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Subject:Lake and St. Louis Counties (LONG)
From:Matt Bribitzer-Stull <[log in to unmask]>
Reply-To:Matt Bribitzer-Stull <[log in to unmask]>
Date:Mon, 6 Feb 2012 15:51:56 -0600

Dear MN Birders:

Alex Cruz and I had a great day yesterday (Sunday, February 5) in Lake and
St. Louis counties. We got an early start to the day by driving up from the
Twin Cities to stay at the Whispering Pines
Motel<>in Ilgen City (Hwys 61 and 1
just north of Silver Bay) the night before.
The owner is very birder/bird friendly and has a great feeder and
heated-water set-up in his back yard. I highly recommend this establishment
to birders looking for clean, inexpensive accommodations in the area. The
rooms are basic, but a room with a queen bed, twin bed, and hide-a-bed plus
private bath is only $60/night plus $5 for each person above one in the

A drive up Hwy 1 from Ilgen City a little before dawn quickly netted us a
beautifully cooperative male Spruce Grouse picking grit at the edge of the
road just east of Isabella. We also had Pileated Woodpecker, Hairy
Woodpecker, White-winged Crossbills (fly-over and tree-top views), Barred
Owl (heard), Blue Jay, Black-capped Chickadee, Common Raven, and
Red-breasted Nuthatch near the same spot.

We then took Hwy 172 just east of Isabella to Sawmill Landing Road (Hwy
369) and drove up .8 miles per Sparky Stensaas's instructions. We got out
and walked the road and also trudged among the rolling hills of burned,
park-like birch and conifers. We missed American Three-toed Woodpecker
(though we heard their diagnostic "dropping ball rhythm" drumming a few
times in the distance) but did manage terrific looks at a female
Black-backed Woodpecker, many Boreal Chickadees, a Hairy Woodpecker, and
some of the species listed in the paragraph above. We also heard a wolf
pack howling in the distance.

From here we traveled back to the Whispering Pines Motel to check out the
feeders. New birds there included Pine Siskin, Common Redpolls (both also
seen on the drive back along Hwy 1), Pine Grosbeak, White-breasted Nuthatch
and a beautiful Hoary Redpoll.

Driving south along Hwy 61 we had Bald Eagle and Herring Gull. We then
stopped at the Gooseberry Falls Visitor Center, where a very cooperative
Northern Hawk Owl was perched on a sawn-off, triple-trunk birch tree just
to the east of Hwy 61. Apparently, the bird was absent for a good part of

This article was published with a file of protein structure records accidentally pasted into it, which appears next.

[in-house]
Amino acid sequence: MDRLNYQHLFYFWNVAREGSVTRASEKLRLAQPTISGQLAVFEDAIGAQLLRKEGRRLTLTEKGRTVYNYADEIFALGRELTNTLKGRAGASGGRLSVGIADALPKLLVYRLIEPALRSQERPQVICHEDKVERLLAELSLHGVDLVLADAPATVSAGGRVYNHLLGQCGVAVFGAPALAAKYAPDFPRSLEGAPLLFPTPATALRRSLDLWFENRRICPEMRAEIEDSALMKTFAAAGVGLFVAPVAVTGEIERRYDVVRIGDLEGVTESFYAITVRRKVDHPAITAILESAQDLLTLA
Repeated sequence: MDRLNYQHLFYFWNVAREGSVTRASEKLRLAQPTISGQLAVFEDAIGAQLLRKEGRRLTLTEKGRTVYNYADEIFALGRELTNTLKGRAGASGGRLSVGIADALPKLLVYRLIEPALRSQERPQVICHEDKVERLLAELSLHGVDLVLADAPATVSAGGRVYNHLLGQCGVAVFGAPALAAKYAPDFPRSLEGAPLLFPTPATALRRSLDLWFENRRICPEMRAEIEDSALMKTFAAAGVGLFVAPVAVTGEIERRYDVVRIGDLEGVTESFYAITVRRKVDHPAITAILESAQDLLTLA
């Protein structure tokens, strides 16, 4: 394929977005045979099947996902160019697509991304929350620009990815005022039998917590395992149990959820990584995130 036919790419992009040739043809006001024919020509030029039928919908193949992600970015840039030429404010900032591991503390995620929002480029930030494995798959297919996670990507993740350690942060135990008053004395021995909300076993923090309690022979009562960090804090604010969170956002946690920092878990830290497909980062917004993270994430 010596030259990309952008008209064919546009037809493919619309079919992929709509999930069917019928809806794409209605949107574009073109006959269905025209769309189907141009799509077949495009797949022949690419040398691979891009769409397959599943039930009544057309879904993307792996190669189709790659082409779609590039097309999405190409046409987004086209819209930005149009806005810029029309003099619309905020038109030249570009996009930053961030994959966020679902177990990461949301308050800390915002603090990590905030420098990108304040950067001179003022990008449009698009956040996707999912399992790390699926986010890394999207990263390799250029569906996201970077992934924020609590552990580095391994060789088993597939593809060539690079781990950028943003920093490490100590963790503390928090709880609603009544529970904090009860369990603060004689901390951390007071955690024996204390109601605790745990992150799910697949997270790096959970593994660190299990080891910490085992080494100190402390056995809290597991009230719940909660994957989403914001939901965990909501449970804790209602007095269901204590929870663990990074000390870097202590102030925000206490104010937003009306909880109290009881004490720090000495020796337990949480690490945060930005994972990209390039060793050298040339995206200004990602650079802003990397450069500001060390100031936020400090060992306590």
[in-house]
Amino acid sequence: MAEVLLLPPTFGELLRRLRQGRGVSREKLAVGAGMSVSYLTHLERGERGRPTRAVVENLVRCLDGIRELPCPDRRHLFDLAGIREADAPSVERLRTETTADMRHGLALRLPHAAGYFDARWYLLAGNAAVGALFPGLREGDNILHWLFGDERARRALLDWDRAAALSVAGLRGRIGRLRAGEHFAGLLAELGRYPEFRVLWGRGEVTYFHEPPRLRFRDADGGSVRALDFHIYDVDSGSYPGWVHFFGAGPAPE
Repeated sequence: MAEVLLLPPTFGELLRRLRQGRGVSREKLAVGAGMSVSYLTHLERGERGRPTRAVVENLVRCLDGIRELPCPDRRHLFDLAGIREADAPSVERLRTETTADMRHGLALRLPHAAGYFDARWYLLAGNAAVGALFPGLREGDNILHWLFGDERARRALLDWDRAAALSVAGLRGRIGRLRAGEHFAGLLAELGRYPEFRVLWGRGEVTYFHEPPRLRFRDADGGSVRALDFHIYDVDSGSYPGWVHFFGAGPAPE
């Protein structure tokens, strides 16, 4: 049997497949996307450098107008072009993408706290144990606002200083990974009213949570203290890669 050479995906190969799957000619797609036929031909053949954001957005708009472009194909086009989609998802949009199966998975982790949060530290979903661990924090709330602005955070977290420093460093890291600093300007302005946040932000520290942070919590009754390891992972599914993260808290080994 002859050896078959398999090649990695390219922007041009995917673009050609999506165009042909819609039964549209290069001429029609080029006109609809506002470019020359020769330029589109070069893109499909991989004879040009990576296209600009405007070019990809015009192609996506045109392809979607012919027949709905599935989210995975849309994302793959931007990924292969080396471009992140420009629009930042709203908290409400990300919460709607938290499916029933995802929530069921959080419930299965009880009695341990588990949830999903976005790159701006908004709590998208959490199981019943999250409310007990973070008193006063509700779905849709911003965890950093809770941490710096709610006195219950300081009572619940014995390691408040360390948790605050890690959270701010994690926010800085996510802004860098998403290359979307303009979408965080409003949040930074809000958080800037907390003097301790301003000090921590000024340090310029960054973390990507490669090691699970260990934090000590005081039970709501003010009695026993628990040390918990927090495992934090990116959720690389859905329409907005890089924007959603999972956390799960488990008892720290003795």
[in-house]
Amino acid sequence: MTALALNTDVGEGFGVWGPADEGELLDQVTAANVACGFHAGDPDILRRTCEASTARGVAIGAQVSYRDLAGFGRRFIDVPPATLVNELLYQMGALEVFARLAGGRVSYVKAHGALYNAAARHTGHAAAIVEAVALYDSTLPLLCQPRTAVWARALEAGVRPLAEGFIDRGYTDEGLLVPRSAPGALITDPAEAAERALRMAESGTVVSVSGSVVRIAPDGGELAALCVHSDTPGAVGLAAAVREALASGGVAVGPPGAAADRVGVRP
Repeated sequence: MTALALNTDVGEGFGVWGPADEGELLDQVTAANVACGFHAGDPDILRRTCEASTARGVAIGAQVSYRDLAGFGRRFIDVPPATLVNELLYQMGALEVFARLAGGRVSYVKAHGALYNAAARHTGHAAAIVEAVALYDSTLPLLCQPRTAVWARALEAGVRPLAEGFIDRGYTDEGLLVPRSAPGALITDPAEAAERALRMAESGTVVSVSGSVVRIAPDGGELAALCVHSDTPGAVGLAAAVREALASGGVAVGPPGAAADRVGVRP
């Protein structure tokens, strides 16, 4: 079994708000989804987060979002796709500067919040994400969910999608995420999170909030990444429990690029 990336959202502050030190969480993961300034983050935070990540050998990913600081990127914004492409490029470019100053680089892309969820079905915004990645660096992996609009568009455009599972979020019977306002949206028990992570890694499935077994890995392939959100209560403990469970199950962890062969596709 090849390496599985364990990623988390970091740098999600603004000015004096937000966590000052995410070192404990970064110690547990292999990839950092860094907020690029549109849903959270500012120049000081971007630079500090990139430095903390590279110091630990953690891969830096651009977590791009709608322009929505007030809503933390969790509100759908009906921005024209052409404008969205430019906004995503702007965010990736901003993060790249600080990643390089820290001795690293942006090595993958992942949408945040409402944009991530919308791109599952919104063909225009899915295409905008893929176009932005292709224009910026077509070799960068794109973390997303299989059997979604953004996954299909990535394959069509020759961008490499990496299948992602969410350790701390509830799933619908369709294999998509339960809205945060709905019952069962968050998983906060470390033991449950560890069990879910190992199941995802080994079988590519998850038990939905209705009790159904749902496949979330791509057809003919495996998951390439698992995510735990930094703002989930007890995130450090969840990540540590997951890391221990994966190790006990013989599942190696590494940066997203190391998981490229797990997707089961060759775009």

the morning and afternoon, but right around noon he was seen by many
observers. Feeders at the visitor center were great for Pine Grosbeaks
(among other species mentioned above).

Finally, we headed over to the Sax-Zim bog. The feeders at Blue Spruce Road
netted us another amazing look at a Hoary Redpoll—a cooperative bird that
Alex and I visually dissected from beak to rectrices. The tiny, punched-in
bill; "neaderthal," protruding brow, extreme fluffiness, white scapulars,
undertail coverts, and rump; and the bird's stand-offishness relative to
the many other Common Redpolls left no doubt in our mind as to its species

Near the Sharp-tailed Grouse lek at the SW corner of the intersection
between Arkola Rd and Poplar, we had a flock of Snow Buntings, with some
individuals in breeding plumage already. American Crow, terrific looks at
soaring and perching Rough-legged Hawks, a Black-Billed Magpie (heard),
European Starlings, and a lone Grey Jay added some new species to our list
as we patrolled Arkola, Stickney, McDavitt, Sax, and Stone Lake Roads.

The logging trail on the west side of McDavitt was a popular spot; we saw a
number of other birders along it as we walked to the third clearing and
back. Alas, our luck was not as good as Chris Wood's before us. Apart from
another female Black-backed Woodpecker and some White-winged Crossbills,
there was little avian activity to be seen.

Despite our best efforts to carefully scan (both visually and aurally) the
recently mentioned spots on the MOU list for Great Gray Owl, Sharp-tailed
Grouse, Ruffed Grouse, amd Northern Goshawk, we missed these birds. Almost
unbelievably, we saw not a single shrike on our trip. And some of the other
boreal possbilities of NE Minnesota—Evening Grosbeak, Bohemian Waxwing, and
Red Crossbill—are less often to be found in Sax-ZIm than in other areas, a
fact we lamented yesterday.

Nevertheless, 27 species in a single day of birding NE Minnesota excluding
Duluth and Lake Superior was a great total. Moreover, some of the looks we
had were spectacular. And, who can complain about a day of birding? Let
alone a day of birding that starts with 20 minutes of watching a male
Spruce Grouse from six feet away, peaks at noon with a Northern Hawk Owl so
close you can see the expression in its eyes, and ends with a Hoary Redpoll
and a Black-backed Woodpecker in the Sax-Zim Bog?

Next day trip up North: Duluth harbor and Aitkin County!

Happy birding,


Matthew Bribitzer-Stull
Associate Professor of Music Theory
University of Minnesota School of Music

*** Emails sent from this account are often personal in nature. Whether
personal or professional, emails sent from this account do not necessarily
reflect the views of the University of Minnesota or members of the
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